Migration and Global Environmental Change
The project Migration and Global Environmental Change examines how profound changes in environmental conditions such as flooding, drought and rising sea levels will influence and interact with patterns of global human migration over the next 50 years.
Whilst recognising the opportunities this human movement will present, 75% of which is internal, the project has found that the challenges associated with this interaction have been underestimated. By focusing solely on those that might leave vulnerable areas, we risk neglecting key issues:
- Millions will be ‘trapped’ in vulnerable areas and unable to move, particularly in low income countries.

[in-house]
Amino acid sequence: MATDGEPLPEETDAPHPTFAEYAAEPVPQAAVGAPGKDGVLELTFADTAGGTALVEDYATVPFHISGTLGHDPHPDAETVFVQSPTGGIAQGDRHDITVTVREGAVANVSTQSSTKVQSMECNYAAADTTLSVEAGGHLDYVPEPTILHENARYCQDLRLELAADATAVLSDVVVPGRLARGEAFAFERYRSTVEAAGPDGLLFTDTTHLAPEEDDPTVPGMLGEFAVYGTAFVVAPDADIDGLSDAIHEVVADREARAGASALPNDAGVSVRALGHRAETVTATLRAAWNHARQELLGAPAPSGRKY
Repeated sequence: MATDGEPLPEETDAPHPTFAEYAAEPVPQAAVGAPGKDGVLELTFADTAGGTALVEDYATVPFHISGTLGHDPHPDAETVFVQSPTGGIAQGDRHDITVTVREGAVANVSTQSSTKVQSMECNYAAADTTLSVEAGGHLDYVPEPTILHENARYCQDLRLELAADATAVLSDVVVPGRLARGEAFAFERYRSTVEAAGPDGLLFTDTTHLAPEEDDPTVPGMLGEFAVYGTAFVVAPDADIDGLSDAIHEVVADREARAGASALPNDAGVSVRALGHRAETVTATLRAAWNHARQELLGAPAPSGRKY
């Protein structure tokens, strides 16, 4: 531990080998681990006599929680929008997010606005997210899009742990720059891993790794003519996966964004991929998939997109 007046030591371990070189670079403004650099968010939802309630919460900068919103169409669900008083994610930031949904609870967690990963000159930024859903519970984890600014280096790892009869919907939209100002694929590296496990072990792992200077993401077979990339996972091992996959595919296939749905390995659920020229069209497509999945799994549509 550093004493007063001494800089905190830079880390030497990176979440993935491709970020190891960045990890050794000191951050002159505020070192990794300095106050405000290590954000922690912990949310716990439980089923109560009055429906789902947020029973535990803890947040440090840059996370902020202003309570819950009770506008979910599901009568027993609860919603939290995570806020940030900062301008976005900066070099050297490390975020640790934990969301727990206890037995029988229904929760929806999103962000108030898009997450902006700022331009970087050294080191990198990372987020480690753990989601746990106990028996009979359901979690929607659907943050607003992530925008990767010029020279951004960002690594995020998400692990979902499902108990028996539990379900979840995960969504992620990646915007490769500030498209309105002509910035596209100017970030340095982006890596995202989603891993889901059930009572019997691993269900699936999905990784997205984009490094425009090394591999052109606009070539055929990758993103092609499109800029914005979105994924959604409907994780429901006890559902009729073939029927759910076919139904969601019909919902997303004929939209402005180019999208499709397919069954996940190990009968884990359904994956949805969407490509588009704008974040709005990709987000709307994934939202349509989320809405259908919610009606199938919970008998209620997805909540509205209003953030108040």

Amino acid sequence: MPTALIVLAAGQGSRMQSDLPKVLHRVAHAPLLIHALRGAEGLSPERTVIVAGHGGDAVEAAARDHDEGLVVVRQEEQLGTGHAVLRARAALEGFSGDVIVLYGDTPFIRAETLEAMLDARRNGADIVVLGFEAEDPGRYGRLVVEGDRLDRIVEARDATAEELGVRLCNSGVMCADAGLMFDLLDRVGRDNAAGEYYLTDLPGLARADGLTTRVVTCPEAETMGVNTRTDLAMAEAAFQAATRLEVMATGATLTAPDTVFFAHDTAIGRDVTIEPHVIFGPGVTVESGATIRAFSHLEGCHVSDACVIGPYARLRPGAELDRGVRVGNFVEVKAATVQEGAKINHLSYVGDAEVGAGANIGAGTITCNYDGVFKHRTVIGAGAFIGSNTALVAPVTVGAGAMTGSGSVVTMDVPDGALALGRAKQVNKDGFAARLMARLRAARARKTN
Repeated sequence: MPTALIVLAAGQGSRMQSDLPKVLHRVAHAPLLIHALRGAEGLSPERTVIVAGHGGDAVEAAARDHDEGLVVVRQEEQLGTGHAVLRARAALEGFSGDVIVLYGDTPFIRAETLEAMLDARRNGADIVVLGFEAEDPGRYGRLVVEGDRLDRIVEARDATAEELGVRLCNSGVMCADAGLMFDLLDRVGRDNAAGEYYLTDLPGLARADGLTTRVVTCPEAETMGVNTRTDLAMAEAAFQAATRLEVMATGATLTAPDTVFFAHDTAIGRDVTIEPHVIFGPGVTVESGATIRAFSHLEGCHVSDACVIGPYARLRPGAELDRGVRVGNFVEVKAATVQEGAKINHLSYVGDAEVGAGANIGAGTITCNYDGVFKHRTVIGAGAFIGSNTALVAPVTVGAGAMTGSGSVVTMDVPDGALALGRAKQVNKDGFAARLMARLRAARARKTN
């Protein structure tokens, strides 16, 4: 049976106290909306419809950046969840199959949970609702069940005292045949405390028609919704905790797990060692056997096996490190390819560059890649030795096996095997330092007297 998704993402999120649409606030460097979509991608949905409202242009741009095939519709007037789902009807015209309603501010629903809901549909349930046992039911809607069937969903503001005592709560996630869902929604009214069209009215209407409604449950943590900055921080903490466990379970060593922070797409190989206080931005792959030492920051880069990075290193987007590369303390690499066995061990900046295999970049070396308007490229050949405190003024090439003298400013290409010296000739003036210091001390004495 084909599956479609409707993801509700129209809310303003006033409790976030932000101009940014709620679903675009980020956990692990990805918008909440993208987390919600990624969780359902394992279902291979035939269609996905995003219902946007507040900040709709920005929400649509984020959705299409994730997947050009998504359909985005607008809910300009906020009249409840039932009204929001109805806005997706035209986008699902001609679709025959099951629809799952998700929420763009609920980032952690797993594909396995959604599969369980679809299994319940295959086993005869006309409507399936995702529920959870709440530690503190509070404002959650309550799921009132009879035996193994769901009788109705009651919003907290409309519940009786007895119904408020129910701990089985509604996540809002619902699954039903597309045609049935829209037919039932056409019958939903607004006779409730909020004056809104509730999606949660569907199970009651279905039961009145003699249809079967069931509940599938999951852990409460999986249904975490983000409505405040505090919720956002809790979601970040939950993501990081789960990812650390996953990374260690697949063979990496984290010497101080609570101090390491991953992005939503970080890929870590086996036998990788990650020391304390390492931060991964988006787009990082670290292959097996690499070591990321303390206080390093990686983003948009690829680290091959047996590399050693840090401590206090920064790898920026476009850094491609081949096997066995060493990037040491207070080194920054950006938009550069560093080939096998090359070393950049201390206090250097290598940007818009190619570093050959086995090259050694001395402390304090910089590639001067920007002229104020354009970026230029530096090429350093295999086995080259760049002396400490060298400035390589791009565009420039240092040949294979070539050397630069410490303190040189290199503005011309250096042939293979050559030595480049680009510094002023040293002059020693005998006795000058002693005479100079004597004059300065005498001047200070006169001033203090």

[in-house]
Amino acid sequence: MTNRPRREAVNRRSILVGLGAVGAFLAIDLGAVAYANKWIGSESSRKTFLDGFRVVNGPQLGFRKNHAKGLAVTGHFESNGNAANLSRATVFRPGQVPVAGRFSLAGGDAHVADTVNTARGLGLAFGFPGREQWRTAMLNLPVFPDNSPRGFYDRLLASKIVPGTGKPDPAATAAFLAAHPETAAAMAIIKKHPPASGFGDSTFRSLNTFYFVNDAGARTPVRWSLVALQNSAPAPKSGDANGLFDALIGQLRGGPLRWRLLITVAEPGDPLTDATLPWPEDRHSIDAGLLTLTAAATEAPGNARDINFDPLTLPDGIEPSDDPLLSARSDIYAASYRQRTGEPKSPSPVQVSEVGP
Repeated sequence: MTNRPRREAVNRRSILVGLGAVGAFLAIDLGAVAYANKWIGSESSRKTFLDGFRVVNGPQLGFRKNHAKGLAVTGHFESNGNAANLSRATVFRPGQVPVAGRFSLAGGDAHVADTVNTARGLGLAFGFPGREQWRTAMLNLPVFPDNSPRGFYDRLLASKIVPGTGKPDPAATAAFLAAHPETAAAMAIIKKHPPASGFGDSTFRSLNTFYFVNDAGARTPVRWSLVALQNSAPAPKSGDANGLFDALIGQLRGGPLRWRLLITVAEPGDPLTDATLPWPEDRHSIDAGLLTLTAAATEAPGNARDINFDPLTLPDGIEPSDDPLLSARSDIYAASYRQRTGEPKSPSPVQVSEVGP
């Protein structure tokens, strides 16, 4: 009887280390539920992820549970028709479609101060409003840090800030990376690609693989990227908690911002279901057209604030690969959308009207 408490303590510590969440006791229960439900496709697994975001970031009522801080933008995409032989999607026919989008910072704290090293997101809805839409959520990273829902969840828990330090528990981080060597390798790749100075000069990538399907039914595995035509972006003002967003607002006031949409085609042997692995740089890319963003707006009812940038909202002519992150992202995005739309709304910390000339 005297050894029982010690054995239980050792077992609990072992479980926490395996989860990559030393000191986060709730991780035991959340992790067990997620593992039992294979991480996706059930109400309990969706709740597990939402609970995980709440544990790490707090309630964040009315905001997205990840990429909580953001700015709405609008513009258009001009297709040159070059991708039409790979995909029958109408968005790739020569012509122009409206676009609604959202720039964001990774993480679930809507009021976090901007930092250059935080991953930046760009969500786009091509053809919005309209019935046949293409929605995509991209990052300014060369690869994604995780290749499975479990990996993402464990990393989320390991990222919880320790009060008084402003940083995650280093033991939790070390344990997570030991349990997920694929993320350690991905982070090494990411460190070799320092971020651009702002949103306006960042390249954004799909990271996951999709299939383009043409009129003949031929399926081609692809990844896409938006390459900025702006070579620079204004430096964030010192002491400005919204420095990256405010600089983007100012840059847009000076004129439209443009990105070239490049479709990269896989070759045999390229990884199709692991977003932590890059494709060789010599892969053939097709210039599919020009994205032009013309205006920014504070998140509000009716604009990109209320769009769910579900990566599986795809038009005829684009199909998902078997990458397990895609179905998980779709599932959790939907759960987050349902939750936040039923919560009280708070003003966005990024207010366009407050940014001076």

- People are as likely to move towards areas of environmental risk as they are to move away.
- However, migration can transform people’s ability to cope with environmental change.
What can we do about this: By recognising migration issues in international policies, policy makers will be more effective in efforts to help people cope with environmental change:
- International adaptation and development funding
- Long term urban planning.
Full details of the report findings can be found in the final project report and executive summary.
The project has involved around 350 leading experts and stakeholders from 30 countries across the world. More than 70 papers and other reviews of the state of the art of diverse areas of science were commissioned to inform the analysis.
The project’s findings were published on 20 October 2011. The driver reviews were published in Global Environmental Change journal Volume 21, Supplement 1 (2011).